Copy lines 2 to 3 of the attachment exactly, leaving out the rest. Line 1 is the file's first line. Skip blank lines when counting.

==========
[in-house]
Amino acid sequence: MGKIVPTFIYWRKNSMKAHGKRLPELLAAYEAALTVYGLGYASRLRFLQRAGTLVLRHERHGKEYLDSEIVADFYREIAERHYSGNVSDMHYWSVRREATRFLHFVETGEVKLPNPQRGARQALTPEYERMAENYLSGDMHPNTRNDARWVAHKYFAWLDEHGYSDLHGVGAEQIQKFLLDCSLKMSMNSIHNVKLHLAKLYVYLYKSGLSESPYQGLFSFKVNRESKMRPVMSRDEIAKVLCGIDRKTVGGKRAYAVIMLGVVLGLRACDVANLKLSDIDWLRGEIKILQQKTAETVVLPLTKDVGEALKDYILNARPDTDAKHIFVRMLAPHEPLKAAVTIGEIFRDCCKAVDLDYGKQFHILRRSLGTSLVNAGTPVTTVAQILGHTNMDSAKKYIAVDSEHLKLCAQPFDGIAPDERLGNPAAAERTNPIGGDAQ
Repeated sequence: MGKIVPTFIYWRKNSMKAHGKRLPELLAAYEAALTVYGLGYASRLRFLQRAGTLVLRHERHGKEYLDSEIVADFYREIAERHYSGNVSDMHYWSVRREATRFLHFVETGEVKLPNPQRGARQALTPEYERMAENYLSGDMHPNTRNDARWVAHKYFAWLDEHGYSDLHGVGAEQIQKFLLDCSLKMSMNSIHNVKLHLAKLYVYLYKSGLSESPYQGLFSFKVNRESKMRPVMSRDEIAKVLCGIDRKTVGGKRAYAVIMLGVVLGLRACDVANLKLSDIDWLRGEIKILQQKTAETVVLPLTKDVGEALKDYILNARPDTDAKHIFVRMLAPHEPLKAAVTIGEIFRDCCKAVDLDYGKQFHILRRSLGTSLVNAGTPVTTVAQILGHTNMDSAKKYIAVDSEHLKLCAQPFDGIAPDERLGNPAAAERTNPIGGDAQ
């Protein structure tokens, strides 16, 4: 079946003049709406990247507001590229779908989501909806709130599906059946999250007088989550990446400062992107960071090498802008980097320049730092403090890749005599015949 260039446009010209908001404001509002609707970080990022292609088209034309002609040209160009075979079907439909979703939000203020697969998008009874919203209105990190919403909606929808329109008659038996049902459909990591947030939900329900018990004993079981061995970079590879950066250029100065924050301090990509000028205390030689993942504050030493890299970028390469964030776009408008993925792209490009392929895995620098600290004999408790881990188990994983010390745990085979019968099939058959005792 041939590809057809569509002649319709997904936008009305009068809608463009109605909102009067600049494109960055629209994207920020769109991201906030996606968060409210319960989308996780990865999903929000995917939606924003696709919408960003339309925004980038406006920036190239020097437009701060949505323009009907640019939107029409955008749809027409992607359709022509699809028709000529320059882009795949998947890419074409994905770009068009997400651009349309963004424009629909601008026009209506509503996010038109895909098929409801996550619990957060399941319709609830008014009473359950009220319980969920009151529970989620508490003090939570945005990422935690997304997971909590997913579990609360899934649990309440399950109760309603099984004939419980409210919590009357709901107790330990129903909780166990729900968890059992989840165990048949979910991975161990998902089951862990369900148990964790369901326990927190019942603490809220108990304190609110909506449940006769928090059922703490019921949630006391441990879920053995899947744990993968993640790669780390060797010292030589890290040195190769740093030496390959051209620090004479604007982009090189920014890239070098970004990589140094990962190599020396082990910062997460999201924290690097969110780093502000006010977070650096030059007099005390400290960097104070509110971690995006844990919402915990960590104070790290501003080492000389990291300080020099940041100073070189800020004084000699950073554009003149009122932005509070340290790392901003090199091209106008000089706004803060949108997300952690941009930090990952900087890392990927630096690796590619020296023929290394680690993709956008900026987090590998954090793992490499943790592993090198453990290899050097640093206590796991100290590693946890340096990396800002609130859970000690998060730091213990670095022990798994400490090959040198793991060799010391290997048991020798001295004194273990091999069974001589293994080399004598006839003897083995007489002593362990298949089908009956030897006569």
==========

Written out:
Amino acid sequence: MGKIVPTFIYWRKNSMKAHGKRLPELLAAYEAALTVYGLGYASRLRFLQRAGTLVLRHERHGKEYLDSEIVADFYREIAERHYSGNVSDMHYWSVRREATRFLHFVETGEVKLPNPQRGARQALTPEYERMAENYLSGDMHPNTRNDARWVAHKYFAWLDEHGYSDLHGVGAEQIQKFLLDCSLKMSMNSIHNVKLHLAKLYVYLYKSGLSESPYQGLFSFKVNRESKMRPVMSRDEIAKVLCGIDRKTVGGKRAYAVIMLGVVLGLRACDVANLKLSDIDWLRGEIKILQQKTAETVVLPLTKDVGEALKDYILNARPDTDAKHIFVRMLAPHEPLKAAVTIGEIFRDCCKAVDLDYGKQFHILRRSLGTSLVNAGTPVTTVAQILGHTNMDSAKKYIAVDSEHLKLCAQPFDGIAPDERLGNPAAAERTNPIGGDAQ
Repeated sequence: MGKIVPTFIYWRKNSMKAHGKRLPELLAAYEAALTVYGLGYASRLRFLQRAGTLVLRHERHGKEYLDSEIVADFYREIAERHYSGNVSDMHYWSVRREATRFLHFVETGEVKLPNPQRGARQALTPEYERMAENYLSGDMHPNTRNDARWVAHKYFAWLDEHGYSDLHGVGAEQIQKFLLDCSLKMSMNSIHNVKLHLAKLYVYLYKSGLSESPYQGLFSFKVNRESKMRPVMSRDEIAKVLCGIDRKTVGGKRAYAVIMLGVVLGLRACDVANLKLSDIDWLRGEIKILQQKTAETVVLPLTKDVGEALKDYILNARPDTDAKHIFVRMLAPHEPLKAAVTIGEIFRDCCKAVDLDYGKQFHILRRSLGTSLVNAGTPVTTVAQILGHTNMDSAKKYIAVDSEHLKLCAQPFDGIAPDERLGNPAAAERTNPIGGDAQ